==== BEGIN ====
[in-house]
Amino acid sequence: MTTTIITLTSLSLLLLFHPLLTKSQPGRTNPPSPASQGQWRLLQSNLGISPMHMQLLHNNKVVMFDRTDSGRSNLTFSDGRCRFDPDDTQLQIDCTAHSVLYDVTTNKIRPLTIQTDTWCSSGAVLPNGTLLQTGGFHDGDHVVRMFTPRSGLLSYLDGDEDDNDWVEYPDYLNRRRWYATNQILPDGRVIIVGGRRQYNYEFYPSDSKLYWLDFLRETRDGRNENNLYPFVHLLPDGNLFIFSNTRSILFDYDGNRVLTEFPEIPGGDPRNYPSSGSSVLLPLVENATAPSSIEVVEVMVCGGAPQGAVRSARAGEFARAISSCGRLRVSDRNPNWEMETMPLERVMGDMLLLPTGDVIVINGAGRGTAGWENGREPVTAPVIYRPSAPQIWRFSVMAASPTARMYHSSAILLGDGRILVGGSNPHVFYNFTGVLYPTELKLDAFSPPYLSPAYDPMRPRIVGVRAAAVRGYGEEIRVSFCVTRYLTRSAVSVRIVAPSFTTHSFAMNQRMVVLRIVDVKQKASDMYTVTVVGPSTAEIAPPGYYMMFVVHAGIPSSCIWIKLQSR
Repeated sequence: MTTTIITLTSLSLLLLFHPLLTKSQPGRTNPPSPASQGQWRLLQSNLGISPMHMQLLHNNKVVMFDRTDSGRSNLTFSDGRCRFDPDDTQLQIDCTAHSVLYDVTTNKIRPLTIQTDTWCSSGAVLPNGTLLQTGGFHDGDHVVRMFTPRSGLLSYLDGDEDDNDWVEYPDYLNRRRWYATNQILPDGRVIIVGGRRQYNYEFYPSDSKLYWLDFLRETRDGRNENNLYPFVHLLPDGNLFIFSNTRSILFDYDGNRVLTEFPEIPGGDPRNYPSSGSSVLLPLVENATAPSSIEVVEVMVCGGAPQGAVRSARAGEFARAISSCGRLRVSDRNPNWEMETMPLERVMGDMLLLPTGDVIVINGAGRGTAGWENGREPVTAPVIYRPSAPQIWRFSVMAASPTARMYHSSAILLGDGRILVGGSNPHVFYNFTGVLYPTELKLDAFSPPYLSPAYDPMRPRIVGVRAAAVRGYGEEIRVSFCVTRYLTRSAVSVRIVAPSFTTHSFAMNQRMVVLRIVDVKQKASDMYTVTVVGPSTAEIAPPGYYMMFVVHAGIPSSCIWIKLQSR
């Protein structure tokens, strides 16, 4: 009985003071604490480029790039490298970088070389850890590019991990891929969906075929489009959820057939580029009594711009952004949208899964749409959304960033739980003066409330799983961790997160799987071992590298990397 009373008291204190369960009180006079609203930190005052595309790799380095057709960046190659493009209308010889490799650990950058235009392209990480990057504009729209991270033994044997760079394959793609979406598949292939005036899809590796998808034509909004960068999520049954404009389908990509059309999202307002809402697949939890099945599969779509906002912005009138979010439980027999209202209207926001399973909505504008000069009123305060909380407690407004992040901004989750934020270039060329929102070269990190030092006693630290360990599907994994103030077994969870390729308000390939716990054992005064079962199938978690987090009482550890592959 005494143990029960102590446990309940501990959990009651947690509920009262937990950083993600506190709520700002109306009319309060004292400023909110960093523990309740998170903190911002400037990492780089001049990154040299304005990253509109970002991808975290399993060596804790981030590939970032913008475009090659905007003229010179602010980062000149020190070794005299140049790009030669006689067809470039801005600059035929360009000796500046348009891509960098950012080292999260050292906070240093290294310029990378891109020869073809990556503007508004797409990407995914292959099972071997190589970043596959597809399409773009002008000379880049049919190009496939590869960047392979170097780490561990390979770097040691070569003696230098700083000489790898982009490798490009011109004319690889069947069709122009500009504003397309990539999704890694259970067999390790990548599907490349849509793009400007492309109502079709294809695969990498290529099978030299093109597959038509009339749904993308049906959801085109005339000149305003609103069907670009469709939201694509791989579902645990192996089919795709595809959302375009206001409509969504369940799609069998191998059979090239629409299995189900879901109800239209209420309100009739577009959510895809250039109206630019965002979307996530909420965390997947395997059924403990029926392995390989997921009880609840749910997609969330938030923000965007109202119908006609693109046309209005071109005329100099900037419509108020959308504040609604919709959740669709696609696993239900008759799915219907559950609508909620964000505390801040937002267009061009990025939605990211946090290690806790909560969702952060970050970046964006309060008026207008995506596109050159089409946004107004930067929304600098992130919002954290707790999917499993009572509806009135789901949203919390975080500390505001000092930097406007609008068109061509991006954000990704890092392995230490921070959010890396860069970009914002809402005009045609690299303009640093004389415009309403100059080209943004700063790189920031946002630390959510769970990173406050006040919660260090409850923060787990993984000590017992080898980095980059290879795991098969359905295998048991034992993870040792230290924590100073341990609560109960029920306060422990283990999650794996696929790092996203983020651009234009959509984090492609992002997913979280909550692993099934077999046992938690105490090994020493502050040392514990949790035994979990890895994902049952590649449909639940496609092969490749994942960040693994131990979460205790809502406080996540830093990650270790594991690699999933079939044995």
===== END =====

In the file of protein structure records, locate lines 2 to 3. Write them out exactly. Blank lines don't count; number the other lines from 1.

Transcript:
Amino acid sequence: MTTTIITLTSLSLLLLFHPLLTKSQPGRTNPPSPASQGQWRLLQSNLGISPMHMQLLHNNKVVMFDRTDSGRSNLTFSDGRCRFDPDDTQLQIDCTAHSVLYDVTTNKIRPLTIQTDTWCSSGAVLPNGTLLQTGGFHDGDHVVRMFTPRSGLLSYLDGDEDDNDWVEYPDYLNRRRWYATNQILPDGRVIIVGGRRQYNYEFYPSDSKLYWLDFLRETRDGRNENNLYPFVHLLPDGNLFIFSNTRSILFDYDGNRVLTEFPEIPGGDPRNYPSSGSSVLLPLVENATAPSSIEVVEVMVCGGAPQGAVRSARAGEFARAISSCGRLRVSDRNPNWEMETMPLERVMGDMLLLPTGDVIVINGAGRGTAGWENGREPVTAPVIYRPSAPQIWRFSVMAASPTARMYHSSAILLGDGRILVGGSNPHVFYNFTGVLYPTELKLDAFSPPYLSPAYDPMRPRIVGVRAAAVRGYGEEIRVSFCVTRYLTRSAVSVRIVAPSFTTHSFAMNQRMVVLRIVDVKQKASDMYTVTVVGPSTAEIAPPGYYMMFVVHAGIPSSCIWIKLQSR
Repeated sequence: MTTTIITLTSLSLLLLFHPLLTKSQPGRTNPPSPASQGQWRLLQSNLGISPMHMQLLHNNKVVMFDRTDSGRSNLTFSDGRCRFDPDDTQLQIDCTAHSVLYDVTTNKIRPLTIQTDTWCSSGAVLPNGTLLQTGGFHDGDHVVRMFTPRSGLLSYLDGDEDDNDWVEYPDYLNRRRWYATNQILPDGRVIIVGGRRQYNYEFYPSDSKLYWLDFLRETRDGRNENNLYPFVHLLPDGNLFIFSNTRSILFDYDGNRVLTEFPEIPGGDPRNYPSSGSSVLLPLVENATAPSSIEVVEVMVCGGAPQGAVRSARAGEFARAISSCGRLRVSDRNPNWEMETMPLERVMGDMLLLPTGDVIVINGAGRGTAGWENGREPVTAPVIYRPSAPQIWRFSVMAASPTARMYHSSAILLGDGRILVGGSNPHVFYNFTGVLYPTELKLDAFSPPYLSPAYDPMRPRIVGVRAAAVRGYGEEIRVSFCVTRYLTRSAVSVRIVAPSFTTHSFAMNQRMVVLRIVDVKQKASDMYTVTVVGPSTAEIAPPGYYMMFVVHAGIPSSCIWIKLQSR